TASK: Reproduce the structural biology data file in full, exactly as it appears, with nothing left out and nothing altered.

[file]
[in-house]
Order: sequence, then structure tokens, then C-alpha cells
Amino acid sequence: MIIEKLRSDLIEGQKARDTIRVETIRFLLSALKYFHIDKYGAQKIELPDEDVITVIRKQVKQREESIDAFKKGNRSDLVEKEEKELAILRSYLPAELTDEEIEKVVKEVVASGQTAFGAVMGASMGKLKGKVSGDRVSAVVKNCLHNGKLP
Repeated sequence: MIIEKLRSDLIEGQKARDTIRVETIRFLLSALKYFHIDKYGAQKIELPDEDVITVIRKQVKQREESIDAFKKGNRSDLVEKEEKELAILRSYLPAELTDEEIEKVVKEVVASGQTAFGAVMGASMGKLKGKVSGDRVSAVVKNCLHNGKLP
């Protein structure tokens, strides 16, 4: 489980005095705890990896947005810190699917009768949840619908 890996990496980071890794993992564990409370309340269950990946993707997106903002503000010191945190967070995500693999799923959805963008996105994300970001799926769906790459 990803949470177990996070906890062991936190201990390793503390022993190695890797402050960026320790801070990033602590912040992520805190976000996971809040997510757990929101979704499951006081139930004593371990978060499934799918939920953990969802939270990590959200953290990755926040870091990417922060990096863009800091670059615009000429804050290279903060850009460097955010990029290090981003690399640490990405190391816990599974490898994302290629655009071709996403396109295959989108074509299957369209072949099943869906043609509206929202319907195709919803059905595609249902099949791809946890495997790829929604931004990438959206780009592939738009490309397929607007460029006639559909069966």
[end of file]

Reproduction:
[in-house]
Order: sequence, then structure tokens, then C-alpha cells
Amino acid sequence: MIIEKLRSDLIEGQKARDTIRVETIRFLLSALKYFHIDKYGAQKIELPDEDVITVIRKQVKQREESIDAFKKGNRSDLVEKEEKELAILRSYLPAELTDEEIEKVVKEVVASGQTAFGAVMGASMGKLKGKVSGDRVSAVVKNCLHNGKLP
Repeated sequence: MIIEKLRSDLIEGQKARDTIRVETIRFLLSALKYFHIDKYGAQKIELPDEDVITVIRKQVKQREESIDAFKKGNRSDLVEKEEKELAILRSYLPAELTDEEIEKVVKEVVASGQTAFGAVMGASMGKLKGKVSGDRVSAVVKNCLHNGKLP
């Protein structure tokens, strides 16, 4: 489980005095705890990896947005810190699917009768949840619908 890996990496980071890794993992564990409370309340269950990946993707997106903002503000010191945190967070995500693999799923959805963008996105994300970001799926769906790459 990803949470177990996070906890062991936190201990390793503390022993190695890797402050960026320790801070990033602590912040992520805190976000996971809040997510757990929101979704499951006081139930004593371990978060499934799918939920953990969802939270990590959200953290990755926040870091990417922060990096863009800091670059615009000429804050290279903060850009460097955010990029290090981003690399640490990405190391816990599974490898994302290629655009071709996403396109295959989108074509299957369209072949099943869906043609509206929202319907195709919803059905595609249902099949791809946890495997790829929604931004990438959206780009592939738009490309397929607007460029006639559909069966």